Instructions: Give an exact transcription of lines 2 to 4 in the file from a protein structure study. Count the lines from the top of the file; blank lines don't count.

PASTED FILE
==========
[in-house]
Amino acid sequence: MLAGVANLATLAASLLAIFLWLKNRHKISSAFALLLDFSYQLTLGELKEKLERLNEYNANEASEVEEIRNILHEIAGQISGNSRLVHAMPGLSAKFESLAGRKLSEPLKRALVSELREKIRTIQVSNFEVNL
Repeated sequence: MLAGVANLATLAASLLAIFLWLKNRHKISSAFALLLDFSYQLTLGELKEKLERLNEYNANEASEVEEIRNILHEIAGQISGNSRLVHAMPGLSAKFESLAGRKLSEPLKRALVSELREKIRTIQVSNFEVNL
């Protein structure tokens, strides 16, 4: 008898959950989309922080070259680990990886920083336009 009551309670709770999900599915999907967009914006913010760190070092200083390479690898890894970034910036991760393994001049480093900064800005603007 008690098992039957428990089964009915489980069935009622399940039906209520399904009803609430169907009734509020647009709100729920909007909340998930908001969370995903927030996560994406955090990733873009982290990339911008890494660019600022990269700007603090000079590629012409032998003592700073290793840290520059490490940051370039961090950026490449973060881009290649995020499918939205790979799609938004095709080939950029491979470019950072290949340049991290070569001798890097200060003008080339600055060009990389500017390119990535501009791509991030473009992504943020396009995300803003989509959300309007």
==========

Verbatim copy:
Amino acid sequence: MLAGVANLATLAASLLAIFLWLKNRHKISSAFALLLDFSYQLTLGELKEKLERLNEYNANEASEVEEIRNILHEIAGQISGNSRLVHAMPGLSAKFESLAGRKLSEPLKRALVSELREKIRTIQVSNFEVNL
Repeated sequence: MLAGVANLATLAASLLAIFLWLKNRHKISSAFALLLDFSYQLTLGELKEKLERLNEYNANEASEVEEIRNILHEIAGQISGNSRLVHAMPGLSAKFESLAGRKLSEPLKRALVSELREKIRTIQVSNFEVNL
């Protein structure tokens, strides 16, 4: 008898959950989309922080070259680990990886920083336009 009551309670709770999900599915999907967009914006913010760190070092200083390479690898890894970034910036991760393994001049480093900064800005603007 008690098992039957428990089964009915489980069935009622399940039906209520399904009803609430169907009734509020647009709100729920909007909340998930908001969370995903927030996560994406955090990733873009982290990339911008890494660019600022990269700007603090000079590629012409032998003592700073290793840290520059490490940051370039961090950026490449973060881009290649995020499918939205790979799609938004095709080939950029491979470019950072290949340049991290070569001798890097200060003008080339600055060009990389500017390119990535501009791509991030473009992504943020396009995300803003989509959300309007």